Connection lost. Please refresh the page.
Online
EN | DE | PT | ES Get help How to study Login Register

Muscles of the anterior neck: want to learn more about it?

Our engaging videos, interactive quizzes, in-depth articles and HD atlas are here to get you top results faster.

What do you prefer to learn with?

“I would honestly say that Kenhub cut my study time in half.” – Read more. Kim Bengochea Kim Bengochea, Regis University, Denver

Muscles of the anterior neck

Learning objectives

After this study unit you’ll be able to:

  1. Identify the different groups of muscles that are located on the anterior aspect of the neck.
  2. Name the muscles of each group and their attachments.
  3. Describe the innervation and function of each of these muscles.

Watch video

The anterior neck muscles are a group of muscles located anterior to the cervical spine. Based on their location they can be further divided into the following subgroups:

  • The superficial muscles are the most superficial in the anterior neck, and include the platysma and sternocleidomastoid muscles.
  • The scalene muscles pass obliquely along the lateral sides of the neck, and include the scalenus anterior, middle and posterior muscles.
  • The suprahyoid muscles, as the name suggests, are found superior to the hyoid bone, and include the digastric, mylohyoid, geniohyoid and stylohyoid muscles.
  • The infrahyoid muscles (a.k.a. strap muscles) are found inferior to the hyoid bone and consist of the sternohyoid, omohyoid, sternothyroid and thyrohyoid muscles.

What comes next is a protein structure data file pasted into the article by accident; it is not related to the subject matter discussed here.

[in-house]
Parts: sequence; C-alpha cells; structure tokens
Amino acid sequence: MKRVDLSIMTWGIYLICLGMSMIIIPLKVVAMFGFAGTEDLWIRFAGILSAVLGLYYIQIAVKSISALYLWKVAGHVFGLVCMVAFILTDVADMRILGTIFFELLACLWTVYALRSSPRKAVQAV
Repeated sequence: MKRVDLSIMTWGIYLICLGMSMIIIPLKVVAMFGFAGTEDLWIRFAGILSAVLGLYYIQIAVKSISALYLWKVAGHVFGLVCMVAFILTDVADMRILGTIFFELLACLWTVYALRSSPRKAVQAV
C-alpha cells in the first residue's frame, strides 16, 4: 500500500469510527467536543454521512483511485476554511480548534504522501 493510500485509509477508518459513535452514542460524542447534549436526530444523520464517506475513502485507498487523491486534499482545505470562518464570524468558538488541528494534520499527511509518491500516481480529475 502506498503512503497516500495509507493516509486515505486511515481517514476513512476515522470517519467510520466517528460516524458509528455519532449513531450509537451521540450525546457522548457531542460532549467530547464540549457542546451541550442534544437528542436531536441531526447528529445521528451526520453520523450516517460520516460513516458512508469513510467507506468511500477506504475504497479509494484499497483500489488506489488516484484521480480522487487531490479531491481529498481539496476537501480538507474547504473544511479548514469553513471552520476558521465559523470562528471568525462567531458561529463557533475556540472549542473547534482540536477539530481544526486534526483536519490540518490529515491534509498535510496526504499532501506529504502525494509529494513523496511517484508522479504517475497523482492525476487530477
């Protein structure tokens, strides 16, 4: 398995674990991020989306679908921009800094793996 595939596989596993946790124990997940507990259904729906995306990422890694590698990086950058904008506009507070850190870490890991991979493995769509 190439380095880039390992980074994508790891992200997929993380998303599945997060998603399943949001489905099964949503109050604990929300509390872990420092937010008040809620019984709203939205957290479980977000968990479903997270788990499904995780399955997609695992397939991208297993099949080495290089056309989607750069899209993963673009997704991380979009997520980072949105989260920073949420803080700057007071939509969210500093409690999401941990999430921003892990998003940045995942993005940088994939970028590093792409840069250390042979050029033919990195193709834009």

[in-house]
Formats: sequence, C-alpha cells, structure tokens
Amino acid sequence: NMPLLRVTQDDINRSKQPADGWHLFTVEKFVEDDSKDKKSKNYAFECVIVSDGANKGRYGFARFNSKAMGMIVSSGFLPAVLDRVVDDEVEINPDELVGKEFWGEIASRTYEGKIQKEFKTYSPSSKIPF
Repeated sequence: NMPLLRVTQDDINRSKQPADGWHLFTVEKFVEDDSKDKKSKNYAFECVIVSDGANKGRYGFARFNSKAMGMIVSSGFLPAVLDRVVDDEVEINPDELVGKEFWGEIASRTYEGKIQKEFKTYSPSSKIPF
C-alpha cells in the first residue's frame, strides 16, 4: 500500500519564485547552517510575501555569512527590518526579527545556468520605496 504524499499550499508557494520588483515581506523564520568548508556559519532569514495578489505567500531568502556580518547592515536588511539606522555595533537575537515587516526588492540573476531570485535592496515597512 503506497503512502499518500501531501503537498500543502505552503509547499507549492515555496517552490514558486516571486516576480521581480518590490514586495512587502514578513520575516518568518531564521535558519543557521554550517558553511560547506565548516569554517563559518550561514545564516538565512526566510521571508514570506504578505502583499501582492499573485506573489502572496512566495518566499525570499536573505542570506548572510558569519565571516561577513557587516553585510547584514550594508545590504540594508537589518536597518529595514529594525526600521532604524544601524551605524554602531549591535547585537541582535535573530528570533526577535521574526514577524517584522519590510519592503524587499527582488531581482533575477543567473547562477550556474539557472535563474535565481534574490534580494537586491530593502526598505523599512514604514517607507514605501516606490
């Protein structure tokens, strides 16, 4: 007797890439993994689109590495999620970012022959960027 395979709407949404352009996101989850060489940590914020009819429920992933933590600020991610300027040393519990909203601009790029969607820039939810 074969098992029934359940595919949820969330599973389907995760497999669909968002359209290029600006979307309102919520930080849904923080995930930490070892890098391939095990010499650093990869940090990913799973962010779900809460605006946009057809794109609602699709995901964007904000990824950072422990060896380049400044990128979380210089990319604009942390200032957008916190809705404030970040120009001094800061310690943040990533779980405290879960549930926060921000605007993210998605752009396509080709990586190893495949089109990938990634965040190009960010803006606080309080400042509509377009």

• The prevertebral muscles are a deep group of muscles located just anterior to the cervical vertebral column. These include the rectus capitis anterior, rectus capitis lateralis, longus capitis and longus colli muscles.

The muscles associated with the larynx and pharynx are discussed in separate study units specific to those organs.

The following video gives you a comprehensive overview of the anterior neck muscles:

Take a quiz

To solidify your knowledge and get ready for your exam, try out our quiz:

To focus on and resolve any weak spots, try out our fully customizable quiz about the neck:

Browse atlas

Browse our atlas gallery to look at each muscle in detail.

Summary

Key facts about the anterior muscles of the neck
Superficial muscles Platysma: arises from skin/fascia of infra- and supraclavicular regions, attaches to mandible and skin/subcutaneous tissue of lower face; innervated by facial nerve (CN VII)
Function:
muscle of facial expression

Sternocleidomastoid muscle:
manubrium of sternum (sternal head) and medial third of clavicle (clavicular head), attaches to mastoid process of temporal bone and superior nuchal line of occipital bone; innervated by accessory nerve (CN XI) and spinal nerves C2 and C3
Function:
ipsilateral flexion and contralateral rotation of neck (unilateral contraction), flexion/extension of neck (bilateral contraction)
Scalene muscles Scalenus anterior: runs from transverse processes of vertebrae C3-C6 to scalene tubercle/superior border rib 1; innervated by anterior rami of spinal nerves C4-C6